04th May2014

‘Willow Creek’ Review

by Richard Axtell

Stars: Bryce Johnson, Alexie Gilmore | Written and Directed by Bobcat Goldthwait

willow-creek-cast

Footage has been found of a couple on the hunt for Bigfoot and the site where that infamous Bigfoot film of 1967 was made, known as Bluff Creek. That in itself suggests the fate of these two intrepid explorers as they search around in the nearby town looking at evidence and gathering interviews. Despite being warned away by locals through use of polite suggestion and angry threats they head off into the forest itself in search of the beast armed with a tent and their camera equipment.

“Ha, you’ll be fine.” Jim (Bryce Johnson) says to his girlfriend Kelly (Alexie Gilmore) at the start of this film, which no doubt makes the entire audience roll their eyes as they think “Oh no he didn’t!” Willow Creek is a hand held camera, found footage horror flick, so you prepare yourself for shaky footage, just off screen monsters and a slow build up of tensions across the film as you find yourself more and more unnerved about what is going on. Oh and try not to think too hard about Blair Witch Project otherwise you might find yourself drawing comparisons a little too often.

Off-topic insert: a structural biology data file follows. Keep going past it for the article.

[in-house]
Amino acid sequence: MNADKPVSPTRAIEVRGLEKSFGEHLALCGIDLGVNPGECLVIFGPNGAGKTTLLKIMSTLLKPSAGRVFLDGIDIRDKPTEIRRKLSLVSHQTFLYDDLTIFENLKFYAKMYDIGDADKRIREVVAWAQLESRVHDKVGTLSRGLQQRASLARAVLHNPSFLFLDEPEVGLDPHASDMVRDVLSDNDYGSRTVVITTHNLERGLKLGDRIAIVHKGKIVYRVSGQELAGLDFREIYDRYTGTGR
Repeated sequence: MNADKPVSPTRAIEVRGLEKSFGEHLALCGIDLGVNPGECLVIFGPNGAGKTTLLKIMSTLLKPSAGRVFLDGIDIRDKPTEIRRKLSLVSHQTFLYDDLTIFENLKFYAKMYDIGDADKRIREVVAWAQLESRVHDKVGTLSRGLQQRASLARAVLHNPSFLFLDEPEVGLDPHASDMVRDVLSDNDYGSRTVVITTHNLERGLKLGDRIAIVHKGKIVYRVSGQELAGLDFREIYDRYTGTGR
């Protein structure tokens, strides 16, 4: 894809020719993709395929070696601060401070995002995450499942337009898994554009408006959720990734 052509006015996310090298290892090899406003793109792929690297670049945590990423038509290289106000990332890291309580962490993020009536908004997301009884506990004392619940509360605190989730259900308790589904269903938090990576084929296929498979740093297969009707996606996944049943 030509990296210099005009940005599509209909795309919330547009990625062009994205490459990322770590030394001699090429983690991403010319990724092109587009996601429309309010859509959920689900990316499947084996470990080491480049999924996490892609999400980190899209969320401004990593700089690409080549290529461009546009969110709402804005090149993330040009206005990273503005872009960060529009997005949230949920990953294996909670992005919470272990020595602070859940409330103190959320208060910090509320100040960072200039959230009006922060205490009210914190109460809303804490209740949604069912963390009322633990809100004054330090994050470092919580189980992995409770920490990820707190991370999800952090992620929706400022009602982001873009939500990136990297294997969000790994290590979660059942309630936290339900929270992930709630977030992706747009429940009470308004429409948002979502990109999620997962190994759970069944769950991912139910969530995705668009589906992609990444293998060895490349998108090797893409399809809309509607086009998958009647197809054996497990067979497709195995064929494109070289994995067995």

I like found footage films. Done right, they can really build up tension even though the majority of the film is just a bunch of people wandering around an area and filming way more than they need to. Probably going through about two hundred batteries in the process. However, with Willow Creek the nervous feeling in your stomach doesn’t really start to build up until you are through the first third of the film which consists of little interviews with locals and random outings for the couple, which, although very sweet and funny, don’t really add to the film. When they finally set off into the woods you feel the film really begins and the excitement really kicks off.

However, “real-time” footage is taken to the extreme here in one scene as they sit in a tent and are harassed by ‘noises and things in the night around them’ for nearly twenty minutes, a lot of which is them sitting and listening in the darkness. I can see how director Bobcat Goldthwait was trying to build up tension here, as the things outside get closer and draw in towards the tent but it turns out, twenty minutes is a long time. A very long time. After a while I was hoping they would cut away to the next day or something but it dragged on and on, so by the time the scary parts were happening I had almost lost interest.

Maybe I am comparing it to the king of found footage flicks, The Blair Witch Project, too much. The stories are incredibly similar, but if we disregard that, Willow Creek is an alright film. Despite feeling a little rushed, the ending was done very well. A good final scene to leave the viewers thinking, but it does seem to take a while to get there.

Willow Creek is in cinemas now. The film is released on DVD on May 26th.

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